31 Oct 2019

All for One and One for All! – Antitrust Class Action: Part I

We all love to see the famous musketeer whoop, as a true stalwart of modern society.  Notwithstanding a reality check which may be otherwise, it does not necessarily mean that society is not continually aiming to reverse such “otherwise” state of affairs.

Is it really: every man for himself and the Devil take the hindmost?  … even before the eerie courts?

Well, fortunately not always.

Casting an eye over justice systems around the world, one bumps into something called class action, or collective redress.  In common law systems, with the United States as their standard-bearer, class action is currently in the limelight.  However, both at the EU and Member States level, this collective litigation is availed of on a much smaller scale. 

Specially designed in the US, class action is inherent to a group of people who find themselves in a similar situation and, in most cases, whose piece of cake has been barely scratched.  So, instead of filing separate lawsuits, a class action allows a court to hear the claims of all class members unless individual class members opt out of the class.  “Opt-out” is, in fact, an assumption that all putative class members form a part of a certified class unless and until they opt-out or leave.  Of late, opting out is mostly associated with individuals with large claims who attempt to maximize the value of their individual claims.

Imagine having a hundred or a thousand injured parties and all of them filing claims arising from the same situation.  If this isn’t judicial overload, then what is?

The logical response was to join forces and try to achieve greater success with the lawsuits.  As you can imagine, the process is much cheaper and less stressful for an average class member than navigating an individual lawsuit, especially in cases in which the defendant is a large-scale corporation, as is often the case.  In light of modern developments, the question remains as to whether this mechanism pays off compared to private lawsuits?  Legally, the question is, class action or private action?  And what if the nature of the lawsuit in question is antitrust?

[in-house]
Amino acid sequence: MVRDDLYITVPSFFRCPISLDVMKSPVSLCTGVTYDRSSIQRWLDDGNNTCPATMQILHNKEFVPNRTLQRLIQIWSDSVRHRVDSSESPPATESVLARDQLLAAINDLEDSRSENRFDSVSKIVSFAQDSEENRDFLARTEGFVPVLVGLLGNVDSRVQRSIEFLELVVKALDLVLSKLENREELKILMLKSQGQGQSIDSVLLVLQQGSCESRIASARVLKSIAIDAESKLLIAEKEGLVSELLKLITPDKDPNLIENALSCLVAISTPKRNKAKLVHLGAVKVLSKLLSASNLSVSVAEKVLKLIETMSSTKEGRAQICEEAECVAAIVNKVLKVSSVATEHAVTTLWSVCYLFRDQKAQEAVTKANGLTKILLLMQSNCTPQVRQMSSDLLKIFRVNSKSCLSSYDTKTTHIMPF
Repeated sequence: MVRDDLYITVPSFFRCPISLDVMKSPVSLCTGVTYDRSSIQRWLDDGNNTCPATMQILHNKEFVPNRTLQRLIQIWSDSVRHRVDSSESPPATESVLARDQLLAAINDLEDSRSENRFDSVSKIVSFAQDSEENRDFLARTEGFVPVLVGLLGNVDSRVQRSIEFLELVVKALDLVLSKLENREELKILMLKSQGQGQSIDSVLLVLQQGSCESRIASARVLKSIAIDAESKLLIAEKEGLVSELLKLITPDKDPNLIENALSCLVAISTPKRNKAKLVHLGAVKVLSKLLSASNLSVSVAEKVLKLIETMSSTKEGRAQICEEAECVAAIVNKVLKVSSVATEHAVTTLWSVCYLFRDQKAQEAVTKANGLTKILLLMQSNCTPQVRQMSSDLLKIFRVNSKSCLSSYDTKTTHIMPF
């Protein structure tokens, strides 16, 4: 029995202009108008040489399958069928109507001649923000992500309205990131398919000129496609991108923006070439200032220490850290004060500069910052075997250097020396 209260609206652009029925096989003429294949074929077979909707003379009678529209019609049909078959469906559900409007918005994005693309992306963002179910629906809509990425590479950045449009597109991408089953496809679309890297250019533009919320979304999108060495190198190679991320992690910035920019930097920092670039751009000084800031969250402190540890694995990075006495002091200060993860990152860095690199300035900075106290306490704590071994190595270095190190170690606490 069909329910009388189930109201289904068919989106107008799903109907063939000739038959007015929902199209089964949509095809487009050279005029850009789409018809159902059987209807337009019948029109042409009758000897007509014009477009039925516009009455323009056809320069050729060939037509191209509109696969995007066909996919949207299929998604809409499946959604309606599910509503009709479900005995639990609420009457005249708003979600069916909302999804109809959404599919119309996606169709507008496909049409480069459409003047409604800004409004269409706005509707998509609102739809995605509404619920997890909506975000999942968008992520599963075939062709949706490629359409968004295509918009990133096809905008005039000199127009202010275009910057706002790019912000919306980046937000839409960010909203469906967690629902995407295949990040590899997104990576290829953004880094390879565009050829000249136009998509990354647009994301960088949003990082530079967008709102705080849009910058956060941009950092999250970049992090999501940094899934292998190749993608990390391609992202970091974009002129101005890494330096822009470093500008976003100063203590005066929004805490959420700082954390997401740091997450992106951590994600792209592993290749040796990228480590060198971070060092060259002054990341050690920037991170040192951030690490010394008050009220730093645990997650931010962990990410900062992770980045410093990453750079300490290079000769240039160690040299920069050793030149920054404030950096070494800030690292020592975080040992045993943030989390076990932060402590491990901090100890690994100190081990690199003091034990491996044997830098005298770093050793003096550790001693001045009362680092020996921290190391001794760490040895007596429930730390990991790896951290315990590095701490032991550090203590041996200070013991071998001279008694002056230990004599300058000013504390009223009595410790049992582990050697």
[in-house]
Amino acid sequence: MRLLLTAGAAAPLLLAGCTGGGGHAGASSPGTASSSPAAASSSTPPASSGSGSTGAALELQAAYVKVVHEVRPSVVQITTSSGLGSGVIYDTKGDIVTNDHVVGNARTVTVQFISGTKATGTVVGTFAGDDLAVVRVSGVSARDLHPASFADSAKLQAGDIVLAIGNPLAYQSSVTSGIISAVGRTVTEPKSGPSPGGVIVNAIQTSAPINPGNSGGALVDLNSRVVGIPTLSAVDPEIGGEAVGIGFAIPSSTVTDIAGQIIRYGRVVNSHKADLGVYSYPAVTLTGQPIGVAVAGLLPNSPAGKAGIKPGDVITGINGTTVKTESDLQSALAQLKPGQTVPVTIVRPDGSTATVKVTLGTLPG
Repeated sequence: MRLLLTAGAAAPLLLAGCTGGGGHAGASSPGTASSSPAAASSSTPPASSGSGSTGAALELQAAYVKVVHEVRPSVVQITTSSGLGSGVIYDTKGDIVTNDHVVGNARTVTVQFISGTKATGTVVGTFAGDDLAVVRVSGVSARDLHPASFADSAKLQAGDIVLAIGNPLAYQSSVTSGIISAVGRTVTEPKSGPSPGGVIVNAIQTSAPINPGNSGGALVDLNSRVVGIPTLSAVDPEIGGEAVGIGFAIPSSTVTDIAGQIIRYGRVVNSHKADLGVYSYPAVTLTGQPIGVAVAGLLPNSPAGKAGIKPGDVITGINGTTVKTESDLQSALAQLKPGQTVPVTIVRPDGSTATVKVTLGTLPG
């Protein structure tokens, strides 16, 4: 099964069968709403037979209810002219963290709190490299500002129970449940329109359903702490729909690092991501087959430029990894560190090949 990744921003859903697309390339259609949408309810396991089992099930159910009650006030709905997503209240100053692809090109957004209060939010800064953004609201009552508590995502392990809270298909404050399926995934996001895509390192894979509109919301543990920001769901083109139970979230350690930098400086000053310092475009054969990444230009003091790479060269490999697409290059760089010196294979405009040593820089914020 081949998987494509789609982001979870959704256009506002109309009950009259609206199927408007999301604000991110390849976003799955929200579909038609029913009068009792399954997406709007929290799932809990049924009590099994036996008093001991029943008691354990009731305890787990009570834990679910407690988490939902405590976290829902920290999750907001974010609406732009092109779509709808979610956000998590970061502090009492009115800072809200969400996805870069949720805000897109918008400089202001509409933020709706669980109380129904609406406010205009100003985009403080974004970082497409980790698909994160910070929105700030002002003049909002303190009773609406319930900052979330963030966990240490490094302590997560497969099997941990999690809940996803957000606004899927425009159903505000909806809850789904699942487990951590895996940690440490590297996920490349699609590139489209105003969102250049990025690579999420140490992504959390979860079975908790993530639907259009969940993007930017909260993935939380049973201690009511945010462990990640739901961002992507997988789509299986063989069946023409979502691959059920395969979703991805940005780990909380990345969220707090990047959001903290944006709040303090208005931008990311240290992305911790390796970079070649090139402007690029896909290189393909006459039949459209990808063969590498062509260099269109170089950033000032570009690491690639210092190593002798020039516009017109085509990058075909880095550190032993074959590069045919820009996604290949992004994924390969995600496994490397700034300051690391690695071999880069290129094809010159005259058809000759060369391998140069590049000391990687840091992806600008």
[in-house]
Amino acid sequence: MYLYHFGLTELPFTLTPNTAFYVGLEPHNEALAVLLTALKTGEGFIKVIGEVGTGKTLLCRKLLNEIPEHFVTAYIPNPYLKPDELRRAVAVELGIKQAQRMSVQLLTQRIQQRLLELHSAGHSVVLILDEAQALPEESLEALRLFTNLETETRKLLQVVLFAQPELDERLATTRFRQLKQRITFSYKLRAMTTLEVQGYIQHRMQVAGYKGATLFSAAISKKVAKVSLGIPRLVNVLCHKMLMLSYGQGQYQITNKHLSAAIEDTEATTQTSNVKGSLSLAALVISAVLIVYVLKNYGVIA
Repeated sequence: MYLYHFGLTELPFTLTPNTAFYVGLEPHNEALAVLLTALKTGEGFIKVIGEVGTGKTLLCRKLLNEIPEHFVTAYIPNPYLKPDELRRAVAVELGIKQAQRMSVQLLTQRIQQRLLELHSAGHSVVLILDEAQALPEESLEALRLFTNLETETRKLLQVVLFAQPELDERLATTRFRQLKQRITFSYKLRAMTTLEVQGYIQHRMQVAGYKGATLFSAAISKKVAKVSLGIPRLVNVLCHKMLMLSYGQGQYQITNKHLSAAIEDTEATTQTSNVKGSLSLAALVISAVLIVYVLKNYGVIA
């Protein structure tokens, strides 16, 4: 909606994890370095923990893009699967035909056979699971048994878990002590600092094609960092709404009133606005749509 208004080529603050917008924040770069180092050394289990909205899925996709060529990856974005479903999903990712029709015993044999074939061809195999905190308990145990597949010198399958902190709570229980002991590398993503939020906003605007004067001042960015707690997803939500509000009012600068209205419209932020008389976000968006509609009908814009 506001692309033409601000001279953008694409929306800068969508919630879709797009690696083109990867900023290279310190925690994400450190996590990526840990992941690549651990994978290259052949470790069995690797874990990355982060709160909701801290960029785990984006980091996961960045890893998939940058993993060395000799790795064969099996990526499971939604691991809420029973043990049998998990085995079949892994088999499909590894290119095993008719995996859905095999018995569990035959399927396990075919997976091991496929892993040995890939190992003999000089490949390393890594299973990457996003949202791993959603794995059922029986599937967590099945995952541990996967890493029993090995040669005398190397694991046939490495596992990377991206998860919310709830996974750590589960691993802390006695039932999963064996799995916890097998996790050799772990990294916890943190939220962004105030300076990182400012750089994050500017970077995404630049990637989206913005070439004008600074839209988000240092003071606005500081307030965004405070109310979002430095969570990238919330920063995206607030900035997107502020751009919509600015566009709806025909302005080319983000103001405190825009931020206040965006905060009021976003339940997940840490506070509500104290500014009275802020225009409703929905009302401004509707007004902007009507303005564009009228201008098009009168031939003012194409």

Being welcome in most US federal states, class actions, not surprisingly, do happen a lot in antitrust.  However, studies have shown that, in recent years, class actions are being limited by the US courts.

Yet, some exciting precedented antitrust litigations have arisen in the past.  We thought of presenting a number of them involving indirect purchasers (consumers).

We note one of the cartel cases that was closed recently by way of a settlement agreement between the claimants and defendants.  In the case at hand, a class action was brought on behalf of indirect purchasers of electrolytic and film capacitors which claimed that the defendants and co-conspirators engaged in an unlawful conspiracy to fix, raise, maintain, or stabilize capacitor prices.  Seeing that class certification is mandatory in the US, if all prerequisites are satisfied, the court gives priority to a class action where questions of law and fact common to the settlement classes are seen as predominant over individual issues.  In this case, the court found that resolution via class settlements is superior to individual settlements.  What makes this settlement such a milestone is its departure from the stereotype that settling with a class is a big to-do.

The ruling in this case adduces the precedent from 2001.  This eye-catching antitrust litigation addressed price-fixing allegations occasioned by the class motion.  Particularly riveting is the court’s rationale supporting the decision: the antitrust laws require for a successful claimant to suffer “antitrust injury”.  If the antitrust law has not been violated, the purchasers did not suffer any antitrust injury.  Proving this kind of injury is a Herculean task, particularly if claimants rely entirely upon circumstantial evidence of conspiracy.  Now, dare to have a go at fending and proving your stance before the court! 

United Kingdom

Following the US example and being guided by the success in implementing a class action as a very much needed mechanism, United Kingdom has amended and renewed its legislation.  Private actions in competition law are based on the Competition Act from 1998, amended in the Consumer Rights Act (2015).  Accordingly, any person who has suffered loss or damage may commence proceedings by way of private action, while collective proceedings may be initiated by combining two or more claims known as collective actions.  This Act introduces various changes and goes for the “opt-out” collective claims, real US-style!

We are staying the course on the class action, though next time, we will be taking our business overseas to our little oasis called Serbia…

Authors: Ivana Stojanović and Nadja Kosić